Rabid Dogs…9

…The Africans stayed to themselves for the most part. They were extremely lazy and racist – toward us and surprisingly toward themselves. They wouldn’t respond to orders from the rest of us during the leadership tasks until such time as the leadership role passed to them. Then watch out. They ran us into the ground trying to impress the staff with their field acumen. It didn’t work though for their field acumen lacked common sense or intelligence. And there weren’t any Batmen to order around or bail them out. I remember one task in particular. The Cameroon Officer was in charge. The task was to find and rescue a paratrooper who was caught up in the bush somewhere. It was our job to find the man, render first aid as required then bring him home. A time limit of three hours had been imposed. Once the scenario began and the Cameroon Officer’s Orders Group completed, off we went at the high port. He literally had us running through the jungle; he didn’t accept advice and was adamant that his way was the only way. In spite of his incompetence we did locate the wounded paratrooper who was, for exercise purposes, entangled high up in the trees. On starting the extrication and first aid process he shunned us all away and stunned us, shamed us, by taking out his revolver and, for exercise purposes, taking aim then shooting the casualty. Good thing we only had blanks. Shocked and amazed he then told us in no uncertain terms that his country had a “take no prisoners” philosophy, especially wounded prisoners, for whom in his mind’s eye were no better than rabid dogs!

Our basic training finished late November. I finished around the middle of the pack. I did have a couple of close calls with respect to a “cease training” career review board. Christ! The Career Review Board was a military “Star Chamber” and a nice way of saying WE DON’T WANT YOU! One of which was called due to my inability to meet the standard for the 9 mm pistol. No matter that I excelled with the FN C1 rifle achieving marksman status at 1,000 yards. The Army had rules after all. Luckily I was able to convince them that being in the Navy there was no need to be able to fire a 9 mm hand gun at close range. The days of “hands to boarding” were long gone with the death of Nelson some one hundred and seventy five years previously. The Army was like that though: stubborn and strong on rules and outmoded traditions. Yet cooler heads prevailed after telling them that the only gun I would be firing would be a 3in70 anti-aircraft gun weighing in at some 20 tons.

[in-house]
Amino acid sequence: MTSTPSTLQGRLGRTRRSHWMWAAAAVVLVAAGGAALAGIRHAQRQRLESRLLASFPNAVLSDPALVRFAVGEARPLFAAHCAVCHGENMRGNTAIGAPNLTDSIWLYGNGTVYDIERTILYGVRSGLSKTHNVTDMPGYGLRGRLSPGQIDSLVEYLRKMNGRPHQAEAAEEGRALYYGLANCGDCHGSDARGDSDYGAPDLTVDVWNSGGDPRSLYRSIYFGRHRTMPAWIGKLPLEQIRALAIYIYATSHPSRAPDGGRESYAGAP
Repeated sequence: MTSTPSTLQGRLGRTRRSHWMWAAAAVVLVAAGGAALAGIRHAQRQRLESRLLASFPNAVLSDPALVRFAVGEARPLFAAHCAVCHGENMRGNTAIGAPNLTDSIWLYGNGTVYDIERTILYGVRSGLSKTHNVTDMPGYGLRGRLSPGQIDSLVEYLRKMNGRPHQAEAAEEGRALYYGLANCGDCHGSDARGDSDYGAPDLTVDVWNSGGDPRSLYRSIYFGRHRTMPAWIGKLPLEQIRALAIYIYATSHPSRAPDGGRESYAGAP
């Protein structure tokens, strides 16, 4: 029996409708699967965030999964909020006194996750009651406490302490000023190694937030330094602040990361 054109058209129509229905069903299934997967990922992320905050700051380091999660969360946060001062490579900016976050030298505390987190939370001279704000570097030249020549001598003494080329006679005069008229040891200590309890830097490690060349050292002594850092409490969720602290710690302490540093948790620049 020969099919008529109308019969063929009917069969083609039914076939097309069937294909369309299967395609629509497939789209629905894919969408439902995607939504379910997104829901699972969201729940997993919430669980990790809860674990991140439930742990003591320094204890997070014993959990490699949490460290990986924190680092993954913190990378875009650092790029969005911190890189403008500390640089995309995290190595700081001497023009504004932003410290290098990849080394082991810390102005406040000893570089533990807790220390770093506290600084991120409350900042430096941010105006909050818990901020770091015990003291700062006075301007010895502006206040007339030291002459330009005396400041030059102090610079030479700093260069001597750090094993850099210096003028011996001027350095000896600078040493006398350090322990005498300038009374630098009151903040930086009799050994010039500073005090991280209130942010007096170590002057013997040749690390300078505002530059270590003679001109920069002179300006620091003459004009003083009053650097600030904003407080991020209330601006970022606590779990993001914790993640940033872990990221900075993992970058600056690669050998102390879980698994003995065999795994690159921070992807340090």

The other incident was more traumatic and emotionally painful. Toward the end of our training the powers that be had this survey completed by all of us recruits. It was called a Peer Review Survey where each and every one of us could assess the ability, leadership potential and personality traits of each other. If one received an adverse assessment from the other cadets a Career Review Board could be convened and the candidate in question ceased training and sent home. It was up to the candidate to convince the powers that be that he or she was up to par. Under no circumstances however should any of us have put another recruit down, no matter how despicable he or she may be. The repercussions were just too serious. Unfortunately, maturity was lacking among the majority of the recruits.

This was brutal. Unfortunately I received an adverse assessment from another cadet, one out of almost 90. Of course we were never told from whom. I couldn’t believe it as I always felt I was friendly, easy going and a team player. I got through it but it was a hurtful process especially to be told that someone in the group felt that you were not up to snuff or you were an asshole, a proctologist’s apprentice perhaps. It wasn’t until years later that I found out who it was, only by happenstance, as this individual anonymously tried to have me relieved of my duties from a staff position at Headquarters due to some perceived slight on my part toward his character. He did this without my knowledge. A falsehood as it turned out but it brought me right back to the Peer Review Survey that was done some 30 years previously. Ah yes, it was him, a colleague from Basic Training. The only saving grace for me was that this individual was an alcoholic, extremely obese and cowardly to boot. I don’t know where he is today or if he is still alive but I remain steadfast in amazement at his ability to smile to your face while imparting a knife in your back.

Interestingly, after a few years, that Peer Review Survey was discontinued…